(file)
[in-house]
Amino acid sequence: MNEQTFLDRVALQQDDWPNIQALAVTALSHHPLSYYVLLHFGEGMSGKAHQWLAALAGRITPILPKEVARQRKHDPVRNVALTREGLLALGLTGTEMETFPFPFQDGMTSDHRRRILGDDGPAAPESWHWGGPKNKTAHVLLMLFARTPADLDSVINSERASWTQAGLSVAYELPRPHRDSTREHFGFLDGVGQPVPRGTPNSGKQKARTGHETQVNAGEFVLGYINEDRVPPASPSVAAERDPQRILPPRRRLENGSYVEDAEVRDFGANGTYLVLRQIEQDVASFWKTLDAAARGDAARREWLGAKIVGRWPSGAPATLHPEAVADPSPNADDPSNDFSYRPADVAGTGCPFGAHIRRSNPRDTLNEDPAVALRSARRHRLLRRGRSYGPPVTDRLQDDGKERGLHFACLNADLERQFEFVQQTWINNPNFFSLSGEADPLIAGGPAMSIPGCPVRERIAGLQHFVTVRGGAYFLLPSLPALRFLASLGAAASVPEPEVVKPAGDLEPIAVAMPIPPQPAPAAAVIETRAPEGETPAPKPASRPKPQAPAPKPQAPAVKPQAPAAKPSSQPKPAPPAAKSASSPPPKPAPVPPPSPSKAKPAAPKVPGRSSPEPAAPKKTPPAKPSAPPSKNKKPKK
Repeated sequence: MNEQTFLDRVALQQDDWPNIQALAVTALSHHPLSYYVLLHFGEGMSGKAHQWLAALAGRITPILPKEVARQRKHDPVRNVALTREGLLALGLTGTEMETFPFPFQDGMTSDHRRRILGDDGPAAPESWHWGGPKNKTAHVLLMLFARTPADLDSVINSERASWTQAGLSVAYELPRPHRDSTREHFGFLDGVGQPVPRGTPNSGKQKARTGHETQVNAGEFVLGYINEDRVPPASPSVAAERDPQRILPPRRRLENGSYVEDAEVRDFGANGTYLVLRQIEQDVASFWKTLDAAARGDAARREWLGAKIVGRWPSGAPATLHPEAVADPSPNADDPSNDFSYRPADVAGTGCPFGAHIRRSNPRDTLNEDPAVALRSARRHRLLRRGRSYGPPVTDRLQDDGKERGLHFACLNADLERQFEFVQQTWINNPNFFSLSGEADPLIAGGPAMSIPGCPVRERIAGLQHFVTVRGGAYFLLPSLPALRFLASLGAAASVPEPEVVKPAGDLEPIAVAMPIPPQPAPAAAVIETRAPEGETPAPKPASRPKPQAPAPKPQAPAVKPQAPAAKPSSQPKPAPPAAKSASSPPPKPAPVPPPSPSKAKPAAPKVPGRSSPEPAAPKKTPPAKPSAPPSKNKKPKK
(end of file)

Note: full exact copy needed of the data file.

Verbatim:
[in-house]
Amino acid sequence: MNEQTFLDRVALQQDDWPNIQALAVTALSHHPLSYYVLLHFGEGMSGKAHQWLAALAGRITPILPKEVARQRKHDPVRNVALTREGLLALGLTGTEMETFPFPFQDGMTSDHRRRILGDDGPAAPESWHWGGPKNKTAHVLLMLFARTPADLDSVINSERASWTQAGLSVAYELPRPHRDSTREHFGFLDGVGQPVPRGTPNSGKQKARTGHETQVNAGEFVLGYINEDRVPPASPSVAAERDPQRILPPRRRLENGSYVEDAEVRDFGANGTYLVLRQIEQDVASFWKTLDAAARGDAARREWLGAKIVGRWPSGAPATLHPEAVADPSPNADDPSNDFSYRPADVAGTGCPFGAHIRRSNPRDTLNEDPAVALRSARRHRLLRRGRSYGPPVTDRLQDDGKERGLHFACLNADLERQFEFVQQTWINNPNFFSLSGEADPLIAGGPAMSIPGCPVRERIAGLQHFVTVRGGAYFLLPSLPALRFLASLGAAASVPEPEVVKPAGDLEPIAVAMPIPPQPAPAAAVIETRAPEGETPAPKPASRPKPQAPAPKPQAPAVKPQAPAAKPSSQPKPAPPAAKSASSPPPKPAPVPPPSPSKAKPAAPKVPGRSSPEPAAPKKTPPAKPSAPPSKNKKPKK
Repeated sequence: MNEQTFLDRVALQQDDWPNIQALAVTALSHHPLSYYVLLHFGEGMSGKAHQWLAALAGRITPILPKEVARQRKHDPVRNVALTREGLLALGLTGTEMETFPFPFQDGMTSDHRRRILGDDGPAAPESWHWGGPKNKTAHVLLMLFARTPADLDSVINSERASWTQAGLSVAYELPRPHRDSTREHFGFLDGVGQPVPRGTPNSGKQKARTGHETQVNAGEFVLGYINEDRVPPASPSVAAERDPQRILPPRRRLENGSYVEDAEVRDFGANGTYLVLRQIEQDVASFWKTLDAAARGDAARREWLGAKIVGRWPSGAPATLHPEAVADPSPNADDPSNDFSYRPADVAGTGCPFGAHIRRSNPRDTLNEDPAVALRSARRHRLLRRGRSYGPPVTDRLQDDGKERGLHFACLNADLERQFEFVQQTWINNPNFFSLSGEADPLIAGGPAMSIPGCPVRERIAGLQHFVTVRGGAYFLLPSLPALRFLASLGAAASVPEPEVVKPAGDLEPIAVAMPIPPQPAPAAAVIETRAPEGETPAPKPASRPKPQAPAPKPQAPAVKPQAPAAKPSSQPKPAPPAAKSASSPPPKPAPVPPPSPSKAKPAAPKVPGRSSPEPAAPKKTPPAKPSAPPSKNKKPKK